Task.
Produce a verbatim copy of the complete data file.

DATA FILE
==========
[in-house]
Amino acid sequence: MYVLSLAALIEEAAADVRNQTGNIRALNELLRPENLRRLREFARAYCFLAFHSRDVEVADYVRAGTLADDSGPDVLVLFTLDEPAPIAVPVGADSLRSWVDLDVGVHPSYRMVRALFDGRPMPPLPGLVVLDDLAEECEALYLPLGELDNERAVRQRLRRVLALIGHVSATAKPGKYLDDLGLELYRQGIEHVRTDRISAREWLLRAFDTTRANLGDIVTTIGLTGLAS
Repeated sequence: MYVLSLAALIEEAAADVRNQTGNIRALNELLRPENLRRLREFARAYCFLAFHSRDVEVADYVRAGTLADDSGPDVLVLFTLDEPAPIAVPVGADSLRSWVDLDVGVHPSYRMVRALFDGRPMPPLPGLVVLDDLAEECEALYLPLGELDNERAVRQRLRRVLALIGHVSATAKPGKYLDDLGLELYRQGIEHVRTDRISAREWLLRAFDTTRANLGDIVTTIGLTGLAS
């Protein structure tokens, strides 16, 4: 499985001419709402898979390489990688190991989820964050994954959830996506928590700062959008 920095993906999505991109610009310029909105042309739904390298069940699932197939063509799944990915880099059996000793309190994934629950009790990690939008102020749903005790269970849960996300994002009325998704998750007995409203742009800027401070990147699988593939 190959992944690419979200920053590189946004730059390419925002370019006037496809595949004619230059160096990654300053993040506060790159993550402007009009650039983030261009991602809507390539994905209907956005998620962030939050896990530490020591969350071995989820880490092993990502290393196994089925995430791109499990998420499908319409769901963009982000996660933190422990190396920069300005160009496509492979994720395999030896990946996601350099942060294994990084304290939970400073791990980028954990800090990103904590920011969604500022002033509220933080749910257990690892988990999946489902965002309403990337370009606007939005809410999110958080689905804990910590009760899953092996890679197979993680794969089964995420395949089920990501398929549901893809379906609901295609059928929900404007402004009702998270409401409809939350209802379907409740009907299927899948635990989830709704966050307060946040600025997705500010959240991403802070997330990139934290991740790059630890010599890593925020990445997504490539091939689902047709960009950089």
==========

[in-house]
Amino acid sequence: MYVLSLAALIEEAAADVRNQTGNIRALNELLRPENLRRLREFARAYCFLAFHSRDVEVADYVRAGTLADDSGPDVLVLFTLDEPAPIAVPVGADSLRSWVDLDVGVHPSYRMVRALFDGRPMPPLPGLVVLDDLAEECEALYLPLGELDNERAVRQRLRRVLALIGHVSATAKPGKYLDDLGLELYRQGIEHVRTDRISAREWLLRAFDTTRANLGDIVTTIGLTGLAS
Repeated sequence: MYVLSLAALIEEAAADVRNQTGNIRALNELLRPENLRRLREFARAYCFLAFHSRDVEVADYVRAGTLADDSGPDVLVLFTLDEPAPIAVPVGADSLRSWVDLDVGVHPSYRMVRALFDGRPMPPLPGLVVLDDLAEECEALYLPLGELDNERAVRQRLRRVLALIGHVSATAKPGKYLDDLGLELYRQGIEHVRTDRISAREWLLRAFDTTRANLGDIVTTIGLTGLAS
């Protein structure tokens, strides 16, 4: 499985001419709402898979390489990688190991989820964050994954959830996506928590700062959008 920095993906999505991109610009310029909105042309739904390298069940699932197939063509799944990915880099059996000793309190994934629950009790990690939008102020749903005790269970849960996300994002009325998704998750007995409203742009800027401070990147699988593939 190959992944690419979200920053590189946004730059390419925002370019006037496809595949004619230059160096990654300053993040506060790159993550402007009009650039983030261009991602809507390539994905209907956005998620962030939050896990530490020591969350071995989820880490092993990502290393196994089925995430791109499990998420499908319409769901963009982000996660933190422990190396920069300005160009496509492979994720395999030896990946996601350099942060294994990084304290939970400073791990980028954990800090990103904590920011969604500022002033509220933080749910257990690892988990999946489902965002309403990337370009606007939005809410999110958080689905804990910590009760899953092996890679197979993680794969089964995420395949089920990501398929549901893809379906609901295609059928929900404007402004009702998270409401409809939350209802379907409740009907299927899948635990989830709704966050307060946040600025997705500010959240991403802070997330990139934290991740790059630890010599890593925020990445997504490539091939689902047709960009950089």